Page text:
Welcome to the forums, :welcome:clap:clap
The best decision you've ever made after retirement. :yesss:
Please make use of all the information that you'll get from the forums.. and hope to hear from you more...
 

Bcolpetzer

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We recently retired a year and half ago, from surburbia to 10 acres of country life with 1 Australian Sheppard and 3 cats. We have since added 2 great pyrenees puppies (4 months and 5 months), 26 chickens, and most recently 3 dwarf nigerian goats. So far we love our new life and jobs. Lol. We work with the the puppies everyday but can't get them to leave the chickens alone. I'm hoping with consistency we will get them to guard and not try to play and corner the chickens. Anyway, thank you to those that read all of this. Lol I'm excited to be here and learn from all of you.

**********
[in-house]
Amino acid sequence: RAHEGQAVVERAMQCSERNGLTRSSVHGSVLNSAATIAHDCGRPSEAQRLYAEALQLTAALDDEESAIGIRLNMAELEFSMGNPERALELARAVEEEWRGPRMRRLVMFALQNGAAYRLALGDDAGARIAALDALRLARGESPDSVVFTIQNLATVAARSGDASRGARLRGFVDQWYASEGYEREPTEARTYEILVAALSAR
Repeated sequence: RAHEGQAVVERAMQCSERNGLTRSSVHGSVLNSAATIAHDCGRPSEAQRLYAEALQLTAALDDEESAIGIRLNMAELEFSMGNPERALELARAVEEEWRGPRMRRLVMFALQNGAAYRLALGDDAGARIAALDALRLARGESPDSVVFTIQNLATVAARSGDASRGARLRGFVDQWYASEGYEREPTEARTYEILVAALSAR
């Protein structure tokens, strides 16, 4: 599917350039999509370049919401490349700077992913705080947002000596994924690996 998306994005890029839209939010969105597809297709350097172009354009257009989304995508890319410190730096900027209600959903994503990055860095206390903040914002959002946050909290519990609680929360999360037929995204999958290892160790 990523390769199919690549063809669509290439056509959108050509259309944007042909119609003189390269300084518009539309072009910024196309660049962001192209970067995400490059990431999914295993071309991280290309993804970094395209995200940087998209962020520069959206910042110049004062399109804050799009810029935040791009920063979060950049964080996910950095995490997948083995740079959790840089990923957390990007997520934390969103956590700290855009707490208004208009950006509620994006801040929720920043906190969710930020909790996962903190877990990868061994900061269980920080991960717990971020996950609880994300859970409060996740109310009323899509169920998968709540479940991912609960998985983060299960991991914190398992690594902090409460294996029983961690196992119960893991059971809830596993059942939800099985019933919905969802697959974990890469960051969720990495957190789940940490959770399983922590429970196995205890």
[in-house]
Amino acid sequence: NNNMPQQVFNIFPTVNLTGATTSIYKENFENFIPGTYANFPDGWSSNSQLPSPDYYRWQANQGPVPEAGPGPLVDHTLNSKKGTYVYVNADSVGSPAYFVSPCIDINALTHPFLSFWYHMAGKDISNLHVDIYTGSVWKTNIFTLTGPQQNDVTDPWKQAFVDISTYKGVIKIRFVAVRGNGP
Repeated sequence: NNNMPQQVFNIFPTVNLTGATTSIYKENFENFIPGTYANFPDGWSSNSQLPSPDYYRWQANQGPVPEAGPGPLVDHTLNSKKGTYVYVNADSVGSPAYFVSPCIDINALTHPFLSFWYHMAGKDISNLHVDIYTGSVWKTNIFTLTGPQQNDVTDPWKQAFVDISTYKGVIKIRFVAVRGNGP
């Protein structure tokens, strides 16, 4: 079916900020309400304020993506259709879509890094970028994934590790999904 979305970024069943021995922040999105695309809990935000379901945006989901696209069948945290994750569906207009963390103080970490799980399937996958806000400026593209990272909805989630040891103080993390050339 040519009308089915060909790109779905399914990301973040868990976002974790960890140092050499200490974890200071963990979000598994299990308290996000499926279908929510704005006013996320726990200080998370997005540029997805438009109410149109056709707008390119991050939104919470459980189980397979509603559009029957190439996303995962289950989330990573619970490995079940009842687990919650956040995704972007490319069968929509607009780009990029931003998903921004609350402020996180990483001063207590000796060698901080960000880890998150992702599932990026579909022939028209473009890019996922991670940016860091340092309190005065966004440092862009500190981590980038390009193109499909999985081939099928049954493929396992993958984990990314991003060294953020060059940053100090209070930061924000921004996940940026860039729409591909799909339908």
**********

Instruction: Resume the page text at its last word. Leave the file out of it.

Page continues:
When we forst got our chicken our toy rat terrier would go after them. She was older , but I had to keep her on a leash with a muzzle and walk her around the chickens, when she stopped trying to bite after them I removed the muzzle and kept her on the leash. Eventually I let the leash drop so I could quickly grab it if need be.eventually she adjusted and now she watches out for them. I just got Nigerian goats and they are curious , but thank goodness not trying to chase or bite at them. Time , lots of patience and training.